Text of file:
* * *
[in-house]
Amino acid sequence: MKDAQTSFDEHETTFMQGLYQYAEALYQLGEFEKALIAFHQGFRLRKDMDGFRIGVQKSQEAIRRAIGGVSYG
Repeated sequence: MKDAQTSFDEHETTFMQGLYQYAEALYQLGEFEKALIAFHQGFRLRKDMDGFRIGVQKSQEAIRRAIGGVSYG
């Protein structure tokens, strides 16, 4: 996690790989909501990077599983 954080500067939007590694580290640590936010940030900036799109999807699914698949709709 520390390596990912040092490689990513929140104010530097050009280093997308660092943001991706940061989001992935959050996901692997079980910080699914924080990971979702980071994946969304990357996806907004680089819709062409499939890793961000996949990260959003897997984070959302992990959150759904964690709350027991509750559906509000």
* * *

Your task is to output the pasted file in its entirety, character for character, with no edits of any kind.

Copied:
[in-house]
Amino acid sequence: MKDAQTSFDEHETTFMQGLYQYAEALYQLGEFEKALIAFHQGFRLRKDMDGFRIGVQKSQEAIRRAIGGVSYG
Repeated sequence: MKDAQTSFDEHETTFMQGLYQYAEALYQLGEFEKALIAFHQGFRLRKDMDGFRIGVQKSQEAIRRAIGGVSYG
């Protein structure tokens, strides 16, 4: 996690790989909501990077599983 954080500067939007590694580290640590936010940030900036799109999807699914698949709709 520390390596990912040092490689990513929140104010530097050009280093997308660092943001991706940061989001992935959050996901692997079980910080699914924080990971979702980071994946969304990357996806907004680089819709062409499939890793961000996949990260959003897997984070959302992990959150759904964690709350027991509750559906509000």